Graboids: The New Jaws
Leave it to the Germans to take a good idea like the carnivorous underground worm creatures (or “Graboids”) in the smash hit horror/sci-fi black comedy Tremors, and turn it into a thesis. I would have done it first, but I don’t know what a thesis is. Probably something to do with the Internet. Frank Robnik has gone even one step further by doing a truly amazing animated educational video for his bachelor thesis at the University of Applied Sciences Augsburg (Germany). The video is his presentation of what kind of organic life-form the Graboid might be. (He refers to them as one of the last great prehistoric monsters. Having been chased by one, I find it hard to argue that.)
According to Frank, the Graboid is a hermaphrodite. That means it could feel itself up on a date and get a slap to the beak by way of its own hand (if it had one, that is). Graboids are also blind, but use sensors tell them where dinner’s being served. Apparently rain, which causes a massive disruption to their system, freaks the Graboids out to the point where they don’t care if you’re vanilla or chocolate-flavored.
There are four Tremor movies: Tremors (1990), Tremors 2 – Aftershocks (1996), Tremors 3 – Back to Perfection (2001) and Tremors 4 – The Legend Begins (2004). Best, though, to buy ’em al together in the Tremors Attack Pack (2005; great DVD title). In ’em you’ll find a wide variety of Graboids, from the burrowing “land sharks” to the flying Ass Blasters. (Guess what they use for propulsion?) Note: There was to be a fifth installment titled Tremors 5: The Thunder From Down Under. I’ll have to call Hollywood and find out where we’re at with that.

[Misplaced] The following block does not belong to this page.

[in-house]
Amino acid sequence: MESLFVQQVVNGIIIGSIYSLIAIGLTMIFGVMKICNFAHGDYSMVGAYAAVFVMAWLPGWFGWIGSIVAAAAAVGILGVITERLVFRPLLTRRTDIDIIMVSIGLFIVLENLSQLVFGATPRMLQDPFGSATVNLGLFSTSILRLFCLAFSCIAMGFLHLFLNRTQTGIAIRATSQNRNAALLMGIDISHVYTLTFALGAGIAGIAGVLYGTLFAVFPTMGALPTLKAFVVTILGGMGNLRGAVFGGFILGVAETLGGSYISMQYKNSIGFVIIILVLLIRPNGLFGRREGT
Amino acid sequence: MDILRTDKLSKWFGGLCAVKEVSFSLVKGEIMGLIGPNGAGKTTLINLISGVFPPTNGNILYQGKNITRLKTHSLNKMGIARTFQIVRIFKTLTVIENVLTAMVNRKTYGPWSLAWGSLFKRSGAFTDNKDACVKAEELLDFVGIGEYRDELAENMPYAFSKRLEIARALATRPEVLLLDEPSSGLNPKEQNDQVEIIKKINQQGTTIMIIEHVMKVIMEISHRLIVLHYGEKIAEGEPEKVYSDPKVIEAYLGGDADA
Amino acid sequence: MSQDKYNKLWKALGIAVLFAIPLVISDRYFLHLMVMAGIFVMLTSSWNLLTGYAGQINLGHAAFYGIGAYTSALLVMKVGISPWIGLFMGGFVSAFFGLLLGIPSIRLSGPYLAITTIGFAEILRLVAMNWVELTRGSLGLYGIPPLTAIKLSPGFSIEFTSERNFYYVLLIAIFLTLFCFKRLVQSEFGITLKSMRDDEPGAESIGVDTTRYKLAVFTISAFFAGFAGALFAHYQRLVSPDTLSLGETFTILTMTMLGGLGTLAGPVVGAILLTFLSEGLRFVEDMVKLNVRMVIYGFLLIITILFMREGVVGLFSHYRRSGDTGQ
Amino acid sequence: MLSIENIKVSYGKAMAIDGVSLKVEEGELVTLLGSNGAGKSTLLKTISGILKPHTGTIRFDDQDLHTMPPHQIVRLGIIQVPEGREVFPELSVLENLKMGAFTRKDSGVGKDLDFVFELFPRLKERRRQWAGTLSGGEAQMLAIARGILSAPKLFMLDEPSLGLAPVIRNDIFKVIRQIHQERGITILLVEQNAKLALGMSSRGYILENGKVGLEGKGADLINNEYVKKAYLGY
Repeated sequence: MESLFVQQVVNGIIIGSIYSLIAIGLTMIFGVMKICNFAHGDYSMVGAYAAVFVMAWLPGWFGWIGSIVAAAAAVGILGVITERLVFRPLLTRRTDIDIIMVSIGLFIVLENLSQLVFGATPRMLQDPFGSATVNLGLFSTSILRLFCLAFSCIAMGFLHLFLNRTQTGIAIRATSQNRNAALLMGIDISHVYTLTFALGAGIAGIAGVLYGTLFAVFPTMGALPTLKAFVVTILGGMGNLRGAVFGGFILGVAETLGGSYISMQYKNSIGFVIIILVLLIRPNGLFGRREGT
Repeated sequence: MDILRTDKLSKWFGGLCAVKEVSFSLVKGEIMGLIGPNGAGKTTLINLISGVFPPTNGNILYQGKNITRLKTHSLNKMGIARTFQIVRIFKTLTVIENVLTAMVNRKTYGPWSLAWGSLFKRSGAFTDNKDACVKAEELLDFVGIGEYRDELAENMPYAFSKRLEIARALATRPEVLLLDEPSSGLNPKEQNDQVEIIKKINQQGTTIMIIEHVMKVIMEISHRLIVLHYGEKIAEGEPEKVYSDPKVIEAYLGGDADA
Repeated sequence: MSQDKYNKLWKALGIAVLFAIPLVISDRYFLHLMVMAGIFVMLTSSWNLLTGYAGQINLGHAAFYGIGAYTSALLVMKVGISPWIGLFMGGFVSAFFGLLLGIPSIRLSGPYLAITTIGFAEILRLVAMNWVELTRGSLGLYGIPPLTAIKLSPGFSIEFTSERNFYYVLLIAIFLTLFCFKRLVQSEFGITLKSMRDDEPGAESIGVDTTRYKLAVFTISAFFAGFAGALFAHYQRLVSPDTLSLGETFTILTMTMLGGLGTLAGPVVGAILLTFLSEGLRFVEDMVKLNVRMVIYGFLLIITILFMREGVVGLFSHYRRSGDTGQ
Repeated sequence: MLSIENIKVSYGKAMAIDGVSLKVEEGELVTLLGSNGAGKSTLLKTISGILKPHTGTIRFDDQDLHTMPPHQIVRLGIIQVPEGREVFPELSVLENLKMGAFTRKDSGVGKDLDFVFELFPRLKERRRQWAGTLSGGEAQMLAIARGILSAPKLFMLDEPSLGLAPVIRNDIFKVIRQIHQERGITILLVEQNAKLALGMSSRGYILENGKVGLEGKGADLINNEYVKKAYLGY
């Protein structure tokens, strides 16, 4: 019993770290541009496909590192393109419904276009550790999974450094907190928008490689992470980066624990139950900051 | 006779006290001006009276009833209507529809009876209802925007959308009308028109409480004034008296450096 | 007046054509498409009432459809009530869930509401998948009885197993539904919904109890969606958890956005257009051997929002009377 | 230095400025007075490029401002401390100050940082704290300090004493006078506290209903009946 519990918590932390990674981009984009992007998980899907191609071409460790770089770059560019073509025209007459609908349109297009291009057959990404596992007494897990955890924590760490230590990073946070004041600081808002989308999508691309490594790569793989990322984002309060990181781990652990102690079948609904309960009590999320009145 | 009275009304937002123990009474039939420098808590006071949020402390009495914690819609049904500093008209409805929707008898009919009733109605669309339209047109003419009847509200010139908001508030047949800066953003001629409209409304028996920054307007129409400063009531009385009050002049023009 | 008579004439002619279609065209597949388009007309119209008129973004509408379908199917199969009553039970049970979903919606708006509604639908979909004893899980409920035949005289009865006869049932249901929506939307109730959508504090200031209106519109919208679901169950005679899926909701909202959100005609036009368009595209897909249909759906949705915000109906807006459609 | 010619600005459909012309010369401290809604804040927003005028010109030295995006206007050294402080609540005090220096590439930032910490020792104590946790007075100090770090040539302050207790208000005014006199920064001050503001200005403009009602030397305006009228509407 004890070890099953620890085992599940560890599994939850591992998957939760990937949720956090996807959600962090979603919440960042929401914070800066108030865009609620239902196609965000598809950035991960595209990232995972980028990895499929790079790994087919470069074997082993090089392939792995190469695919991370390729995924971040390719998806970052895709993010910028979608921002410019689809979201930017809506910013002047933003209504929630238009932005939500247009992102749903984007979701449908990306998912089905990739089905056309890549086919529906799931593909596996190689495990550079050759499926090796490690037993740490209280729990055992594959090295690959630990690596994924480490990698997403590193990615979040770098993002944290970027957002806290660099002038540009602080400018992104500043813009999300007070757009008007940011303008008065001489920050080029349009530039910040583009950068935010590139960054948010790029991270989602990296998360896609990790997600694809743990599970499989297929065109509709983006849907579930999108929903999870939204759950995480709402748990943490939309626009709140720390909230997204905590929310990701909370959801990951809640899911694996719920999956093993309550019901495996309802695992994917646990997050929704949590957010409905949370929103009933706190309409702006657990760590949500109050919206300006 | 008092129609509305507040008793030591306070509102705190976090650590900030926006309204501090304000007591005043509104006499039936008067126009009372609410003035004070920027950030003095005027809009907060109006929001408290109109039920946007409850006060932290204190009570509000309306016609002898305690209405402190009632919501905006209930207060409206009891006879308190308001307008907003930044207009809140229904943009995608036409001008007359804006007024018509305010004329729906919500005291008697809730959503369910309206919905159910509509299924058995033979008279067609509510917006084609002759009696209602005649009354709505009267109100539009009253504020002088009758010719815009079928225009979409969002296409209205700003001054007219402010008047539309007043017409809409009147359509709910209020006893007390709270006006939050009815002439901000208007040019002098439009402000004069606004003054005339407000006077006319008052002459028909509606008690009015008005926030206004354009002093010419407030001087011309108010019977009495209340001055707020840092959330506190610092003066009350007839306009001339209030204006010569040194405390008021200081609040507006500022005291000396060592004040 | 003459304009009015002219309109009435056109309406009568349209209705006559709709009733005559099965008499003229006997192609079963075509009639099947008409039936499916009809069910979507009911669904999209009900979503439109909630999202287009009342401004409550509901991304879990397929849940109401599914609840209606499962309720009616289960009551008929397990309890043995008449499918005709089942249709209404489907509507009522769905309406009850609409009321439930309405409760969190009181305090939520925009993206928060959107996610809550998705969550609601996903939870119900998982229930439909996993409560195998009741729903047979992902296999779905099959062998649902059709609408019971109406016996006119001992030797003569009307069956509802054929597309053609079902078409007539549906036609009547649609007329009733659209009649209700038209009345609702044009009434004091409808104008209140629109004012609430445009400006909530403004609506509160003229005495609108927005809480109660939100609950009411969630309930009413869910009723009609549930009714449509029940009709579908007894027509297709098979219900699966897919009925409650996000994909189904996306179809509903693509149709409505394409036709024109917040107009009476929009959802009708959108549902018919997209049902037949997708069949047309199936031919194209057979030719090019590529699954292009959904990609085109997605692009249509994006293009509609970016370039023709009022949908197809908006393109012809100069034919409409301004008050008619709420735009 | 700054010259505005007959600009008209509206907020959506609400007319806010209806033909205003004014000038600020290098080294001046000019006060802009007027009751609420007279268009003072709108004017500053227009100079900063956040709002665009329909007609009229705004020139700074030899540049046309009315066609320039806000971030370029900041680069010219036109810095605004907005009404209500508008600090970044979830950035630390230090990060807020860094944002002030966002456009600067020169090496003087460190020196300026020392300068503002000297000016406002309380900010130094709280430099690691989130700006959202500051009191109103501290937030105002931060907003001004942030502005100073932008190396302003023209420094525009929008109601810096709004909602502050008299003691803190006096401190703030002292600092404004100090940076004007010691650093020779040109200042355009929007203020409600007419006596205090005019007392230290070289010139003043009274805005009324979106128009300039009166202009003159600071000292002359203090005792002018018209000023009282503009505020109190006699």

Still, as much as one can learn from watching the Tremors quadrilogy, Frank’s visual thesis really shines a new light on these creatures that plow through dirt like Flipper swims in mayonnaise. Did you know that a species of Graboids live in Australia? You would if you would just click HERE to see the video.